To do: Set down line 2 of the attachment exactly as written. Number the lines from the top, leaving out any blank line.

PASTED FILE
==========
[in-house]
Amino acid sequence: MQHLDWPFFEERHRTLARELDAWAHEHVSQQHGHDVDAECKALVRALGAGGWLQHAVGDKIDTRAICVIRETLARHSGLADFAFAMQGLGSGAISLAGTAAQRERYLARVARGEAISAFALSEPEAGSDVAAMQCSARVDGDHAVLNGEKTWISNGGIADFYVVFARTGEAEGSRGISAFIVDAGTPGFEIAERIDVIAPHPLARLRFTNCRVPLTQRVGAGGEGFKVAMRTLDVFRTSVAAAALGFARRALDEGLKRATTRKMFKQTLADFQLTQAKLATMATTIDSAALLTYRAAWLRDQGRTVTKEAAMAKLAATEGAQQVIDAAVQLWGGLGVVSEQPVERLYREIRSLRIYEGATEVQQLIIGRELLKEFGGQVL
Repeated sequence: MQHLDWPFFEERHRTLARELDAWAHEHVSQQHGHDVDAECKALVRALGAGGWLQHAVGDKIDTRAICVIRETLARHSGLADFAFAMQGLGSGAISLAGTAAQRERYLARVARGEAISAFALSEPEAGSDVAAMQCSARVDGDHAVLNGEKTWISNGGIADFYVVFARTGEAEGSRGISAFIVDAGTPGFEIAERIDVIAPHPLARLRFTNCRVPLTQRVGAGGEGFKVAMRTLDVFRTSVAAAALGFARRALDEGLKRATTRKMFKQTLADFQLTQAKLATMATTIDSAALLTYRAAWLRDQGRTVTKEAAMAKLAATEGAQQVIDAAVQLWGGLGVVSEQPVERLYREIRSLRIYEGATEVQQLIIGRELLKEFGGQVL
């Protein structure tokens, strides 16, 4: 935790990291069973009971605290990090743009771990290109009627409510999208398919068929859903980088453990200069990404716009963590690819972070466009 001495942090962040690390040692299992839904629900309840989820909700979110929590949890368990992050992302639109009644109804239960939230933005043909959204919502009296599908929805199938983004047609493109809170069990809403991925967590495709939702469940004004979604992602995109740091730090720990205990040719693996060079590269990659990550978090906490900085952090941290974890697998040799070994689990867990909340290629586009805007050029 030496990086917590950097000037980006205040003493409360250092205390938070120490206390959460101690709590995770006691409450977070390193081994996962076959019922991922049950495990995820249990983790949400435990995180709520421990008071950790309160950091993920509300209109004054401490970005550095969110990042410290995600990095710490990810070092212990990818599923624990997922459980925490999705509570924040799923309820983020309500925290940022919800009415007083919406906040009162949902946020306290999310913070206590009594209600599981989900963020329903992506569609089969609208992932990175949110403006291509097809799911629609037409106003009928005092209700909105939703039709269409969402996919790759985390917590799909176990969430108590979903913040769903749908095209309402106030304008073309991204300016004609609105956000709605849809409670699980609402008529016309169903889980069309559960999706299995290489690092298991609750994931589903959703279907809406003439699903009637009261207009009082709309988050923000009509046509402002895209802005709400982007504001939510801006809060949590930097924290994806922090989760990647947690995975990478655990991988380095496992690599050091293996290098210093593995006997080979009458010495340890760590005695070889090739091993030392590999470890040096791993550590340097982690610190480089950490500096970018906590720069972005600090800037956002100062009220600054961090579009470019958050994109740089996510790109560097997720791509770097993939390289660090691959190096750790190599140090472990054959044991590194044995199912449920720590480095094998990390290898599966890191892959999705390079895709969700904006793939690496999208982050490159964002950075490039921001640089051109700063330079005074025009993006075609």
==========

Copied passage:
Amino acid sequence: MQHLDWPFFEERHRTLARELDAWAHEHVSQQHGHDVDAECKALVRALGAGGWLQHAVGDKIDTRAICVIRETLARHSGLADFAFAMQGLGSGAISLAGTAAQRERYLARVARGEAISAFALSEPEAGSDVAAMQCSARVDGDHAVLNGEKTWISNGGIADFYVVFARTGEAEGSRGISAFIVDAGTPGFEIAERIDVIAPHPLARLRFTNCRVPLTQRVGAGGEGFKVAMRTLDVFRTSVAAAALGFARRALDEGLKRATTRKMFKQTLADFQLTQAKLATMATTIDSAALLTYRAAWLRDQGRTVTKEAAMAKLAATEGAQQVIDAAVQLWGGLGVVSEQPVERLYREIRSLRIYEGATEVQQLIIGRELLKEFGGQVL